We've been emptying out more muddy, half-ruined stuff, but since it's the end of November, it's a little cold in the shade. We're bringing everything outside into the street, using a few buckets and a power hose, rubber gloves that get holes in 5 m
inutes, and old sponges to attempt to scrub off the sticky, oily mud before we begin the aforementioned cleaning cycle. Standing in cold muddy water all day is getting old, and it's hard for me to believe I've been doing this exact thing for about a month. We're keeping our spirits up as much as we can, and laughing a bit too much, which for me is an indication that we may be going a little crazy. We need a break.
Today, Manuel and I spent the day with his grandma. A bit of normalcy is what we need, and it's funny - even the moments when we're not knee-deep in the remnants of the destruction of the flood, it's all anyone can bring themselves to talk about. Manuel's grandma is 80 years old and fantastic, as most women who are that age are. The kind of woman who complains that she can't taste the liquor in her cocktail. More then that, the kind of woman who still goes OUT for cocktails with her friends, and has no problem navigating the flights of stairs all around this town. She cracks jokes and speaks a fluid and confusing mixture of Italian and dialect and cooks lunch, dinner and everything else with the motions of
a woman whose been doing it her whole life. She's a little stubborn and really strong, like everyone else here - I guess that's the mark of a Ligurian. Since the flood, she's been watching the news, like everyone else, but I can't imagine how it could be for her, having been born and raised in Vernazza, then having raised her family here in Monterosso. I couldn't imag
ine seeing what I knew my whole life in this condition.
It's people like her, the little old women I see sitting outside Franca's (the little grocery store on Via Fegina) or in front of the Church that really make me smile, and give me hope for what this town can achieve. These people are incredibly resilient, and they might sigh and shake their heads, but they pick up the pieces quickly and move on. Ligurians are a sturdy lot, and Monterosso, especially it's women, are a great indication of that.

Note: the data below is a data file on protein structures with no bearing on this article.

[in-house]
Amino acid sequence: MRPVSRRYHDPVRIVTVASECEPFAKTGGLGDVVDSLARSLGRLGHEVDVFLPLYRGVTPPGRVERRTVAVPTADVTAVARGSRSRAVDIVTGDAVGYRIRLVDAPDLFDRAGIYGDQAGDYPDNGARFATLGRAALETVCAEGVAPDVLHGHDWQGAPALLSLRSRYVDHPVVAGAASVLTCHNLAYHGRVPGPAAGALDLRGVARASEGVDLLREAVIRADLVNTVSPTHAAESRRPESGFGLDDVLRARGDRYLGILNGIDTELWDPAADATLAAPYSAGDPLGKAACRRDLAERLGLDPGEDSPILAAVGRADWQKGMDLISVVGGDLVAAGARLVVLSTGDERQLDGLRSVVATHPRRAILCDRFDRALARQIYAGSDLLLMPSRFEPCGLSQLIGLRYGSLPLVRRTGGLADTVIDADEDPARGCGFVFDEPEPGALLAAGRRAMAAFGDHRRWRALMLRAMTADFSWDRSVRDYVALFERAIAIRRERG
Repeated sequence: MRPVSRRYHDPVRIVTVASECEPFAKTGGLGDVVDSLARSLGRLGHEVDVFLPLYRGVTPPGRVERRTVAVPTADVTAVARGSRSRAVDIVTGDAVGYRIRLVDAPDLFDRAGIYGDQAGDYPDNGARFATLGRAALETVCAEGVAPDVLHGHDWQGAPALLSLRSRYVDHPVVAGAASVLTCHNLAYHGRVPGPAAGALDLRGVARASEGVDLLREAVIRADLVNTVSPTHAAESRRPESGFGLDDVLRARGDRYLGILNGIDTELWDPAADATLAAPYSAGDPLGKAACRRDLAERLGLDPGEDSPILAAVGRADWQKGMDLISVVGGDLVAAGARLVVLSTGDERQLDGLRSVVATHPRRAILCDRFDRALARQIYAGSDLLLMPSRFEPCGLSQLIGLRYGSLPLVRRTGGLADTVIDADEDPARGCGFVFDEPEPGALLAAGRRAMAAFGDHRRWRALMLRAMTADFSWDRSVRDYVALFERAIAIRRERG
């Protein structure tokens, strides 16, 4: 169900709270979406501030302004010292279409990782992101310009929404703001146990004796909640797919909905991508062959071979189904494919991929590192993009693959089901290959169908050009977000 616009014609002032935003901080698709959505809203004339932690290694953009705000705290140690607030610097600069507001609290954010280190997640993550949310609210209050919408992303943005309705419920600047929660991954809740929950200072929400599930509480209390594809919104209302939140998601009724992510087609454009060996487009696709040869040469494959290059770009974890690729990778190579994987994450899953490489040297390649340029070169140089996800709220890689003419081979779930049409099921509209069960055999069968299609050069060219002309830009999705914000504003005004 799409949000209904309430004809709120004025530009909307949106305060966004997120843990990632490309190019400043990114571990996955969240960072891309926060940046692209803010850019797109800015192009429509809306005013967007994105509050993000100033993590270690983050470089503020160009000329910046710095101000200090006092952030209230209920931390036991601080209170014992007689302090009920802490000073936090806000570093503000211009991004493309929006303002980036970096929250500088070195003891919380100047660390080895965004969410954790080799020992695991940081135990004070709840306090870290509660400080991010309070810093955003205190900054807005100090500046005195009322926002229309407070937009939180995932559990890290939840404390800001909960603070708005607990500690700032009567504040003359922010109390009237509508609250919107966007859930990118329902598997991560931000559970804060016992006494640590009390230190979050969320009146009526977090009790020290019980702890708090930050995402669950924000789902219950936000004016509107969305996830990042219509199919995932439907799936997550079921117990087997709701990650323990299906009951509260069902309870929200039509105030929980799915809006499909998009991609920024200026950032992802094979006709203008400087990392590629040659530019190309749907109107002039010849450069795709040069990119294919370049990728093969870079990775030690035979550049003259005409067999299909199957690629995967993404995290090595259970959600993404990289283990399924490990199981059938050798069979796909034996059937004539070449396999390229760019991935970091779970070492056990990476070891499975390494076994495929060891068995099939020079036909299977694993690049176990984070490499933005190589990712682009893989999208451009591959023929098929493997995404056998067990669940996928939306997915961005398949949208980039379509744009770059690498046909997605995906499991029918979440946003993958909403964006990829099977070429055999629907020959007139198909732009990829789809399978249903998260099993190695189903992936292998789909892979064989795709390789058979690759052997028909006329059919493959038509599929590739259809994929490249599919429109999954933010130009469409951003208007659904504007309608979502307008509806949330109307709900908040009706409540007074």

Not surprisingly, she can cook. Ligurian food is something I'm still trying to get the hang of, since my kitchen experience oddly consists of a mix of latin american, southeast asian, indian and southern italian. Ligurian cuisine is an interesting experience for me, as many of it is familiar - think pesto and minestrone - but more of it is unique - have you tried farinata? Or can you even guess what it is?
Today we made fritelle di mele, which is Italian for apple fritters. As I followed her, taking pictures and asking for measurements, I encountered the same problem I have asking my own grandmother for recipes. These firey old women don't measure a thing. Is the milk hot enough? Stick your finger in it and find out. Watching me carefully whisk an egg white, Isolina took the whisk from me and laughingly chided, "You can't cook without getting your hands dirty". Manuel peeled beautiful apples, while I tried to pay attention to his nonna. She put together the batter of flour, butter, a squeeze of lemon, a drizzle of oil, a spoon of sugar, a bit of baking soda, a pinch of salt, enough acqua frizzante for it to look "good enough", a splash of milk, an egg yolk, a whipped egg white (you see my issue with the measurements), we then fried thin slices of apple from Alto Adige in sizzling peanut oil then dusted them with sugar. The apple melted into the dough, and the whole thing was devoured by a hungry, flood-exhausted family at the end of a long day.
It's the same batter you use for baccala, or zucchini, or anything else fried. Just add sugar instead of salt. And if you don't have butter you don't need it, she added. Also, don't think too much about the water, you can use naturale. The apples are better if they are the green ones, she threw in, but don't worry. She shrugged about the oil, too, "You can just use what you have around". Singing quietly to herself as she leaned over the stove, frying happily away, I was again reminded that what we're working so hard to rebuild. It's hard to findsomething so resilient that can also be so adaptable, be it an old recipe from a grandmother and her tradition, or a little village steadfastly reconstructing in the mud. The recipe will still cook, but you just have to work with what you have. Pick up the pieces, see what you've got, hum a tune and get to work. After 80 years, grandmothers have easily acquired this beautiful trait - and after so many centuries, clearly Monterosso has as well.